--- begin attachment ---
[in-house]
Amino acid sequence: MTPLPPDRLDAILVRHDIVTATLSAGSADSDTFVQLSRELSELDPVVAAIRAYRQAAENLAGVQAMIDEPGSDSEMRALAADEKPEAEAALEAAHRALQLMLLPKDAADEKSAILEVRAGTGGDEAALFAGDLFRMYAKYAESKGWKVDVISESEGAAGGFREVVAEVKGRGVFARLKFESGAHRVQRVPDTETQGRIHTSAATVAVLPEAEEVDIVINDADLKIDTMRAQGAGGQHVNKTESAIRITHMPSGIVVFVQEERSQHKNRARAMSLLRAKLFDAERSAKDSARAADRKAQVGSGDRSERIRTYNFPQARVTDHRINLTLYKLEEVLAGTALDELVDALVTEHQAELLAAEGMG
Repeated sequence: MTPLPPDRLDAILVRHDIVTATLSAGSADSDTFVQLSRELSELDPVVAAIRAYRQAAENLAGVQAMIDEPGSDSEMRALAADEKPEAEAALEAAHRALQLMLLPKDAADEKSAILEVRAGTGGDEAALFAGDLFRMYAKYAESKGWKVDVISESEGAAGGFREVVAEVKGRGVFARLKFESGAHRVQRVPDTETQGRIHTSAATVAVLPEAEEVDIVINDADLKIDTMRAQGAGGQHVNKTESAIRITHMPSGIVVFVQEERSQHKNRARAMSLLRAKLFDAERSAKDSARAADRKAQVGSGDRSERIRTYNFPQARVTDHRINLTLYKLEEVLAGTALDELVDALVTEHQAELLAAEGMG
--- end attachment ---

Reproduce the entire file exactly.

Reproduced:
[in-house]
Amino acid sequence: MTPLPPDRLDAILVRHDIVTATLSAGSADSDTFVQLSRELSELDPVVAAIRAYRQAAENLAGVQAMIDEPGSDSEMRALAADEKPEAEAALEAAHRALQLMLLPKDAADEKSAILEVRAGTGGDEAALFAGDLFRMYAKYAESKGWKVDVISESEGAAGGFREVVAEVKGRGVFARLKFESGAHRVQRVPDTETQGRIHTSAATVAVLPEAEEVDIVINDADLKIDTMRAQGAGGQHVNKTESAIRITHMPSGIVVFVQEERSQHKNRARAMSLLRAKLFDAERSAKDSARAADRKAQVGSGDRSERIRTYNFPQARVTDHRINLTLYKLEEVLAGTALDELVDALVTEHQAELLAAEGMG
Repeated sequence: MTPLPPDRLDAILVRHDIVTATLSAGSADSDTFVQLSRELSELDPVVAAIRAYRQAAENLAGVQAMIDEPGSDSEMRALAADEKPEAEAALEAAHRALQLMLLPKDAADEKSAILEVRAGTGGDEAALFAGDLFRMYAKYAESKGWKVDVISESEGAAGGFREVVAEVKGRGVFARLKFESGAHRVQRVPDTETQGRIHTSAATVAVLPEAEEVDIVINDADLKIDTMRAQGAGGQHVNKTESAIRITHMPSGIVVFVQEERSQHKNRARAMSLLRAKLFDAERSAKDSARAADRKAQVGSGDRSERIRTYNFPQARVTDHRINLTLYKLEEVLAGTALDELVDALVTEHQAELLAAEGMG